Capacity of exercising an influence or producing an effect; strength or energy of body or mind; active power; vigor; might; often, an unusual degree of strength or energy; especially, power to persuade, or convince, or impose obligation; pertinency; validity; special signification; as, the force of an appeal, an argument, a contract, or a term.
Power exerted against will or consent; compulsory power; violence; coercion; as, by force of arms; to take by force.
Strength or power exercised without law, or contrary to law, upon persons or things; violence.
To constrain to do or to forbear, by the exertion of a power not resistible; to compel by physical, moral, or intellectual means; to coerce; as, masters force slaves to labor.
To compel, as by strength of evidence; as, to force conviction on the mind.
To do violence to; to overpower, or to compel by violence to one's will; especially, to ravish; to violate; to commit rape upon.
To obtain, overcome, or win by strength; to take by violence or struggle; specifically, to capture by assault; to storm, as a fortress; as, to force the castle; to force a lock.
To impel, drive, wrest, extort, get, etc., by main strength or violence; -- with a following adverb, as along, away, from, into, through, out, etc.
To exert to the utmost; to urge; hence, to strain; to urge to excessive, unnatural, or untimely action; to produce by unnatural effort; as, to force a conceit or metaphor; to force a laugh; to force fruits.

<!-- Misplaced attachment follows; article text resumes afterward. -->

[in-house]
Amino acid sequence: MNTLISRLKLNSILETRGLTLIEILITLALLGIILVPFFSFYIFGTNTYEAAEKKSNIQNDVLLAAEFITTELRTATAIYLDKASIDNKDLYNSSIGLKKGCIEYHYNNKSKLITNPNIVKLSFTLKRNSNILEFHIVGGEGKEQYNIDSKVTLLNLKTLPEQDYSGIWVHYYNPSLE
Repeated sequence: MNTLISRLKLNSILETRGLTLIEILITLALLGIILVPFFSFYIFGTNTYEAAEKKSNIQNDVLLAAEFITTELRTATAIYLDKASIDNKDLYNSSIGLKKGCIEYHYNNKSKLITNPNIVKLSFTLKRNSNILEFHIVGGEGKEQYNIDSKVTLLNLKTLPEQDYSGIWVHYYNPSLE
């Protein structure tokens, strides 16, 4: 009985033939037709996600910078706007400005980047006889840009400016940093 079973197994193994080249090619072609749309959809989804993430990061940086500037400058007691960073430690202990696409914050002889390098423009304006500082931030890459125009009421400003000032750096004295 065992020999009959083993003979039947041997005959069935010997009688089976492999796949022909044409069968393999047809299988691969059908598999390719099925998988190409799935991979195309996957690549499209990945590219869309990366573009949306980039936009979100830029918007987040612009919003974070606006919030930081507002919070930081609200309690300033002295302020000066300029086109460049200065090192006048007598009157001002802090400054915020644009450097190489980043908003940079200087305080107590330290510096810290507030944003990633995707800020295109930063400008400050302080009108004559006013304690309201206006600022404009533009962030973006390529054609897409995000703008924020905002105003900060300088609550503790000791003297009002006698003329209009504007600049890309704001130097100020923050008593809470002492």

To compel (an adversary or partner) to trump a trick by leading a suit of which he has none.
To use violence; to make violent effort; to strive; to endeavor.
To play a high ranking card, in trump or in a suit, to prevent opponent low cards to make the trick, or to set up a card in our hand or in partner's hand.
an act of aggression (as one against a person who resists); "he may accomplish by craft in the long run what he cannot do by force and violence in the short one"
The mechanical effort to accomplish a specific movement or exertion. Force may be either external (a force applied, voluntarily or involuntarily, to the surface of the body) or internal (tension within muscles, tendons, and ligaments).
in defending a hand, to play winners in a side suit that the declarer must ruff in order to gain the lead; the purpose of forcing plays is to weaken declarer's trump holding
Force can either be applied by the body (i.e. through muscular effort) or to the body. When doing 'work' the body uses muscles to generate force to allow for movement of body segments, to resist the 'force' of objects being lifted / carried, or to apply force to an object to move it. When your muscles contract they also generate 'reaction' forces in the body at the joints (e.g. shoulder, vertebrae, etc.). Force can also refer to the amount of force that is applied to the body from an external source. When using a pair of pliers the handles of the pliers press into the palm of the hand. When resting the forearm on the edge of the desk the desk exerts force on the muscles, nerves, and blood vessels in the forearm.
In the field of law, the word force has two main meanings: unlawful violence and lawful compulsion. Forced entry is an expression falling under the category of unlawful violence; in force or forced sale would be examples of expressions in the category of lawful compulsion.